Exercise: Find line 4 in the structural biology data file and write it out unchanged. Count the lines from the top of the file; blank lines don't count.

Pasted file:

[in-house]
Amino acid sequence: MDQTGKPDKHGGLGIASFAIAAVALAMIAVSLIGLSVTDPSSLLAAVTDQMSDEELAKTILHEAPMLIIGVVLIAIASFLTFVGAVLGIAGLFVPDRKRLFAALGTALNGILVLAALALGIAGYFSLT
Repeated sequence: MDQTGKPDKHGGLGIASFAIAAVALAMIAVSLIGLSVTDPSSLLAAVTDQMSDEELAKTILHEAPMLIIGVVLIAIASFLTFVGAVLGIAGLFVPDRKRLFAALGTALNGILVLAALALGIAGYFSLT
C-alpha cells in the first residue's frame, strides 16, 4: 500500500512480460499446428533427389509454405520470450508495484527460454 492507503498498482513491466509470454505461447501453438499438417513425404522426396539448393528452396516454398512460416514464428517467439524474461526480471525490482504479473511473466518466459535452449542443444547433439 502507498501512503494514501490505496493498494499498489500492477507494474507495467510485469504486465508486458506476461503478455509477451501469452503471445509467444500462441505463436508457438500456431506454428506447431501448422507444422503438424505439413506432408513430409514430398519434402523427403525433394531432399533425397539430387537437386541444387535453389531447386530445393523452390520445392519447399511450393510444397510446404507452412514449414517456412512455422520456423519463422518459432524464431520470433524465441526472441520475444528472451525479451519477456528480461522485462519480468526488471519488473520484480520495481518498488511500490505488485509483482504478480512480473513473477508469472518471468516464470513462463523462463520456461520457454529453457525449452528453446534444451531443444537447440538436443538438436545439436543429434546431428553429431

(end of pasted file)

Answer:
C-alpha cells in the first residue's frame, strides 16, 4: 500500500512480460499446428533427389509454405520470450508495484527460454 492507503498498482513491466509470454505461447501453438499438417513425404522426396539448393528452396516454398512460416514464428517467439524474461526480471525490482504479473511473466518466459535452449542443444547433439 502507498501512503494514501490505496493498494499498489500492477507494474507495467510485469504486465508486458506476461503478455509477451501469452503471445509467444500462441505463436508457438500456431506454428506447431501448422507444422503438424505439413506432408513430409514430398519434402523427403525433394531432399533425397539430387537437386541444387535453389531447386530445393523452390520445392519447399511450393510444397510446404507452412514449414517456412512455422520456423519463422518459432524464431520470433524465441526472441520475444528472451525479451519477456528480461522485462519480468526488471519488473520484480520495481518498488511500490505488485509483482504478480512480473513473477508469472518471468516464470513462463523462463520456461520457454529453457525449452528453446534444451531443444537447440538436443538438436545439436543429434546431428553429431